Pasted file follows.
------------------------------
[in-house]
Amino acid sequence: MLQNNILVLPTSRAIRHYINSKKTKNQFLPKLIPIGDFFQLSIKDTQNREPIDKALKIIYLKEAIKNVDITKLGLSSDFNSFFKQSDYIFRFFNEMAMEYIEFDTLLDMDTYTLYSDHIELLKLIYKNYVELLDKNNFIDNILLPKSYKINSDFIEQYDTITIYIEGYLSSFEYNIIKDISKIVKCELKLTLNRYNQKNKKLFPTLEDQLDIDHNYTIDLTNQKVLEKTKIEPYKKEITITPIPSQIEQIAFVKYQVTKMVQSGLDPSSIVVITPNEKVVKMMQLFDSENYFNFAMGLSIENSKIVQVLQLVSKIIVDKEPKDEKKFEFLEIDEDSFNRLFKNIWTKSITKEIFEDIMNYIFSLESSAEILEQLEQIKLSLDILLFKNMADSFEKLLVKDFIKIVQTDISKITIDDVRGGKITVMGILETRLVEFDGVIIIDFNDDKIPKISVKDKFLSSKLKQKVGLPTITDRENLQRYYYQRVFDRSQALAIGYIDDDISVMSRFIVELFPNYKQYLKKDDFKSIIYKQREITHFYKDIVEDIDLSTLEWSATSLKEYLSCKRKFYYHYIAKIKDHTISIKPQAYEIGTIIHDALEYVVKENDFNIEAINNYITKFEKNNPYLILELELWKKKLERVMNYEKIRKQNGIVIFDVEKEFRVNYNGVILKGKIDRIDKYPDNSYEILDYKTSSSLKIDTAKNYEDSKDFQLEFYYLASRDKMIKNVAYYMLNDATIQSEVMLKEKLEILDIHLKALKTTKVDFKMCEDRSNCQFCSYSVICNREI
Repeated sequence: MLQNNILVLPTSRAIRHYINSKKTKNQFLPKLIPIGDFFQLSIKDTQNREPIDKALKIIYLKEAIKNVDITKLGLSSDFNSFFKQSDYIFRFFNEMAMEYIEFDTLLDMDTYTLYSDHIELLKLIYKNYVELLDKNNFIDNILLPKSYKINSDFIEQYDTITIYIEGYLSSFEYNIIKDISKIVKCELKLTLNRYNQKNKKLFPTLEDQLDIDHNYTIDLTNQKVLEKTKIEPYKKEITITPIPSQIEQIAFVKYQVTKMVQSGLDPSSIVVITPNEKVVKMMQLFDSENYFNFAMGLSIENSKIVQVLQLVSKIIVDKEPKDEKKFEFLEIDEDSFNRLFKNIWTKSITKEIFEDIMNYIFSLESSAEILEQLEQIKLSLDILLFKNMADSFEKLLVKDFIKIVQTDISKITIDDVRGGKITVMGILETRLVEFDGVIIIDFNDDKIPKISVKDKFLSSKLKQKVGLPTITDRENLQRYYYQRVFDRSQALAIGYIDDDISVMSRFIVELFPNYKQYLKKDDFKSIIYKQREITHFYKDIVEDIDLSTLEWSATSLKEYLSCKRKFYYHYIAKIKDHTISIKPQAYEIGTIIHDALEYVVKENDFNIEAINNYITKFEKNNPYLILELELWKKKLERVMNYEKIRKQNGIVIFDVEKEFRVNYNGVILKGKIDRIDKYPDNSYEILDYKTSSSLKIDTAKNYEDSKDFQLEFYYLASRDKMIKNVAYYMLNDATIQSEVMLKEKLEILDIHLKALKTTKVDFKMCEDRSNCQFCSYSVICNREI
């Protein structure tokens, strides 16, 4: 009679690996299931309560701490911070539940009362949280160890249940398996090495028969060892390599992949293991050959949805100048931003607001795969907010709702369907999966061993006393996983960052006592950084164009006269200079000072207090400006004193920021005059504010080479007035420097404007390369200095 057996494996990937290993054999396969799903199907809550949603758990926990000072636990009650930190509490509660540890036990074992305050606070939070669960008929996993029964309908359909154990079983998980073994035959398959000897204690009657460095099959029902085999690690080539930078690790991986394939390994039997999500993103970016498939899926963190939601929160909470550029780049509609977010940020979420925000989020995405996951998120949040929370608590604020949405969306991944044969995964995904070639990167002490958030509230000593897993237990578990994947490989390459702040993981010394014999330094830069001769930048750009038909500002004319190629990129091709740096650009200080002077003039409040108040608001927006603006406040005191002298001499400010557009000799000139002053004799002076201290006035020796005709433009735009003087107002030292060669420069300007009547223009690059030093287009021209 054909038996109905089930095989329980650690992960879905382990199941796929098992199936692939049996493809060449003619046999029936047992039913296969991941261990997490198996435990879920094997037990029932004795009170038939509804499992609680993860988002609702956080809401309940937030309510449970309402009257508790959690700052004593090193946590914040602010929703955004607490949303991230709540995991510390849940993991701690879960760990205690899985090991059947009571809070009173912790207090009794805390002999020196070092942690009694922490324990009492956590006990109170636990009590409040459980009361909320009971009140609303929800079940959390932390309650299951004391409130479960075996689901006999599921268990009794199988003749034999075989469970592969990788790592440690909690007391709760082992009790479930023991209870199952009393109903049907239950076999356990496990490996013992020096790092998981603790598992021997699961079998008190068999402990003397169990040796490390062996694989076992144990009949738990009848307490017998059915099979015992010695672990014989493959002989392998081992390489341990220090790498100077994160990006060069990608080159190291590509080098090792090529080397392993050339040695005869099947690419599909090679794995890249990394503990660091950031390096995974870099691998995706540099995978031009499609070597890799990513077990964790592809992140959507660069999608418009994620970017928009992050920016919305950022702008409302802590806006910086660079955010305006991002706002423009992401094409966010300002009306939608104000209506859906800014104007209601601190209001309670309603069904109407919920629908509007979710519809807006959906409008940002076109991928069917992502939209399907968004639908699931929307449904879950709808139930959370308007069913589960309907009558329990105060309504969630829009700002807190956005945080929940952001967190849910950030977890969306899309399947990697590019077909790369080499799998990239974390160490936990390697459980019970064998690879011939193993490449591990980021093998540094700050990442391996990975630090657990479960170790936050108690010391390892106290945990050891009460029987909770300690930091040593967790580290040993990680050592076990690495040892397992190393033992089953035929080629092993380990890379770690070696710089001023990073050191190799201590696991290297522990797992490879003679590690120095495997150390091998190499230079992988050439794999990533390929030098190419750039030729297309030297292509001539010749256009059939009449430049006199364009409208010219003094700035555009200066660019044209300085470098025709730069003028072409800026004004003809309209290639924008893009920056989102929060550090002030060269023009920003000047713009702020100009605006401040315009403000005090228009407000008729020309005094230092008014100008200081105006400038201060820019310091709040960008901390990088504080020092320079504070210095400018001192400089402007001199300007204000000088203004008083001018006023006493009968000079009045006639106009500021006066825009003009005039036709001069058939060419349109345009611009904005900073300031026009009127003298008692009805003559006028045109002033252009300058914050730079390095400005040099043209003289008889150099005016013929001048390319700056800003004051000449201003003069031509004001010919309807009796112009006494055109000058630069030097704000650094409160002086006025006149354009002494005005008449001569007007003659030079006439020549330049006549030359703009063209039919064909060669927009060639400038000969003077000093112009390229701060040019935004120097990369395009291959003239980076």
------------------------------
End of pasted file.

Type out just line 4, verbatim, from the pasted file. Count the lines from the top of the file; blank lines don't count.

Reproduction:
């Protein structure tokens, strides 16, 4: 009679690996299931309560701490911070539940009362949280160890249940398996090495028969060892390599992949293991050959949805100048931003607001795969907010709702369907999966061993006393996983960052006592950084164009006269200079000072207090400006004193920021005059504010080479007035420097404007390369200095 057996494996990937290993054999396969799903199907809550949603758990926990000072636990009650930190509490509660540890036990074992305050606070939070669960008929996993029964309908359909154990079983998980073994035959398959000897204690009657460095099959029902085999690690080539930078690790991986394939390994039997999500993103970016498939899926963190939601929160909470550029780049509609977010940020979420925000989020995405996951998120949040929370608590604020949405969306991944044969995964995904070639990167002490958030509230000593897993237990578990994947490989390459702040993981010394014999330094830069001769930048750009038909500002004319190629990129091709740096650009200080002077003039409040108040608001927006603006406040005191002298001499400010557009000799000139002053004799002076201290006035020796005709433009735009003087107002030292060669420069300007009547223009690059030093287009021209 054909038996109905089930095989329980650690992960879905382990199941796929098992199936692939049996493809060449003619046999029936047992039913296969991941261990997490198996435990879920094997037990029932004795009170038939509804499992609680993860988002609702956080809401309940937030309510449970309402009257508790959690700052004593090193946590914040602010929703955004607490949303991230709540995991510390849940993991701690879960760990205690899985090991059947009571809070009173912790207090009794805390002999020196070092942690009694922490324990009492956590006990109170636990009590409040459980009361909320009971009140609303929800079940959390932390309650299951004391409130479960075996689901006999599921268990009794199988003749034999075989469970592969990788790592440690909690007391709760082992009790479930023991209870199952009393109903049907239950076999356990496990490996013992020096790092998981603790598992021997699961079998008190068999402990003397169990040796490390062996694989076992144990009949738990009848307490017998059915099979015992010695672990014989493959002989392998081992390489341990220090790498100077994160990006060069990608080159190291590509080098090792090529080397392993050339040695005869099947690419599909090679794995890249990394503990660091950031390096995974870099691998995706540099995978031009499609070597890799990513077990964790592809992140959507660069999608418009994620970017928009992050920016919305950022702008409302802590806006910086660079955010305006991002706002423009992401094409966010300002009306939608104000209506859906800014104007209601601190209001309670309603069904109407919920629908509007979710519809807006959906409008940002076109991928069917992502939209399907968004639908699931929307449904879950709808139930959370308007069913589960309907009558329990105060309504969630829009700002807190956005945080929940952001967190849910950030977890969306899309399947990697590019077909790369080499799998990239974390160490936990390697459980019970064998690879011939193993490449591990980021093998540094700050990442391996990975630090657990479960170790936050108690010391390892106290945990050891009460029987909770300690930091040593967790580290040993990680050592076990690495040892397992190393033992089953035929080629092993380990890379770690070696710089001023990073050191190799201590696991290297522990797992490879003679590690120095495997150390091998190499230079992988050439794999990533390929030098190419750039030729297309030297292509001539010749256009059939009449430049006199364009409208010219003094700035555009200066660019044209300085470098025709730069003028072409800026004004003809309209290639924008893009920056989102929060550090002030060269023009920003000047713009702020100009605006401040315009403000005090228009407000008729020309005094230092008014100008200081105006400038201060820019310091709040960008901390990088504080020092320079504070210095400018001192400089402007001199300007204000000088203004008083001018006023006493009968000079009045006639106009500021006066825009003009005039036709001069058939060419349109345009611009904005900073300031026009009127003298008692009805003559006028045109002033252009300058914050730079390095400005040099043209003289008889150099005016013929001048390319700056800003004051000449201003003069031509004001010919309807009796112009006494055109000058630069030097704000650094409160002086006025006149354009002494005005008449001569007007003659030079006439020549330049006549030359703009063209039919064909060669927009060639400038000969003077000093112009390229701060040019935004120097990369395009291959003239980076």